Frisco City Council approves ordinance regulating short-term rentals

Frisco City Council approved an ordinance to regulate short-term rentals, some of which use Airbnb to connect with customers. (Courtesy Adobe Stock)
Frisco City Council approved an ordinance to regulate short-term rentals, some of which use Airbnb to connect with customers. (Courtesy Adobe Stock)

Frisco City Council approved an ordinance to regulate short-term rentals, some of which use Airbnb to connect with customers. (Courtesy Adobe Stock)

Frisco property owners looking to rent out space for less than 30 days will now have to apply for a permit and pay a $300 annual fee.

City Council members on Aug. 17 approved the ordinance in a 5-1 vote. The purpose of the ordinance is to require a licensing and regulatory framework to address short-term rental properties, according to the city.

Short-term rentals are lodgings offered for rent for fewer than 30 calendar days at a time, which can be accessed through online services like Airbnb and Vacation Rental by Owner (VRBO). Space for rent could be an entire house or a private room with space shared with other occupants, according to the city ordinance.

In a May 18 work session, Frisco City Council discussed the potential ordinance and referenced a small number of problem properties identified by Frisco police. A total of 25 short-term rentals between Jan. 1, 2019, and April 30, 2021, were called on for various issues, including noise complaints, domestic disturbances, drug activity, harassment and parking issues.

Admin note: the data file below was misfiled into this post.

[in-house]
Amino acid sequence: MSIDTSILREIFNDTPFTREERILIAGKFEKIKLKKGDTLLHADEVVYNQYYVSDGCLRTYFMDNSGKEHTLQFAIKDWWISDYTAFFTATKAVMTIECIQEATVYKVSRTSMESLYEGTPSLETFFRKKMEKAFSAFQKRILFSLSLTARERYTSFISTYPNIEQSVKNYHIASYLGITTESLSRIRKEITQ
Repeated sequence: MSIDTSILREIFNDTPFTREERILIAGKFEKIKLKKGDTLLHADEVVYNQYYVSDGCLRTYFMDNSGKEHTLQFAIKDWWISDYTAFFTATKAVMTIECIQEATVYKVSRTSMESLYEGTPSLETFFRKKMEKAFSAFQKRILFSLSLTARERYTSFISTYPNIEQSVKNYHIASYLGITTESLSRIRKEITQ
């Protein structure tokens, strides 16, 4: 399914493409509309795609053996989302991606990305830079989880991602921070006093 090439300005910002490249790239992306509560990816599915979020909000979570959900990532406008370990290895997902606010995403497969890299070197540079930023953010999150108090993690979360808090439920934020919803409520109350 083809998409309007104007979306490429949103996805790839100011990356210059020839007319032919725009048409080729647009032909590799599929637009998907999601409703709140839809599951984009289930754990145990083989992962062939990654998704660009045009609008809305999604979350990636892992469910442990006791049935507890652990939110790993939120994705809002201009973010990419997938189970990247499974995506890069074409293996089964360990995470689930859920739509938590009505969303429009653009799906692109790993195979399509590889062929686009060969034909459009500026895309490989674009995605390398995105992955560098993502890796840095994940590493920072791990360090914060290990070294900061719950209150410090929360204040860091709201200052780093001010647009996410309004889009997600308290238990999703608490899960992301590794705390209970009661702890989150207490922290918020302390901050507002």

Council members said the proposed frameworks address both regulations and enforcement. John Keating, who said he owns short-term rental properties outside of Texas, said the proposed regulations are the result of nearly five years of study and described it as a “start.”



“I think here, with what we're trying to accomplish, is our first attempt at creating some guidelines or boundaries, and some clarity,” Keating said. “It helps communicate to everyone that whether you own rent or are renting, all of those, all of our city rules or city ordinances would apply.”

Mayor Pro Tem Bill Woodard cast the only vote against the measure, who argued that such a measure would only serve to correct a small number of problematic properties. Woodard also said that Frisco doesn’t implement a permit process for long-term rentals, which he said are likely more problematic than short-term rentals.

“I don't know that the burden of the permit process outweighs the fact that it's only a handful of properties,” Woodard said. “For me, I'm sitting here looking at this going, ‘OK, we get the benefit of maybe fixing five or a dozen homes that are problematic.’ But I think we have other avenues to try.”

Applications for a short-term rental permit will be processed through the city’s online permit portal.


By Matt Payne
Matt Payne reports on Frisco City Hall and its committees, Collin County Commissioners and McKinney business. His experience includes serving as online content editor at Fort Worth Magazine and city editor at the Killeen Daily Herald. He is a 2017 graduate of the Frank W. and Sue Mayborn School of Journalism at the University of North Texas in Denton.


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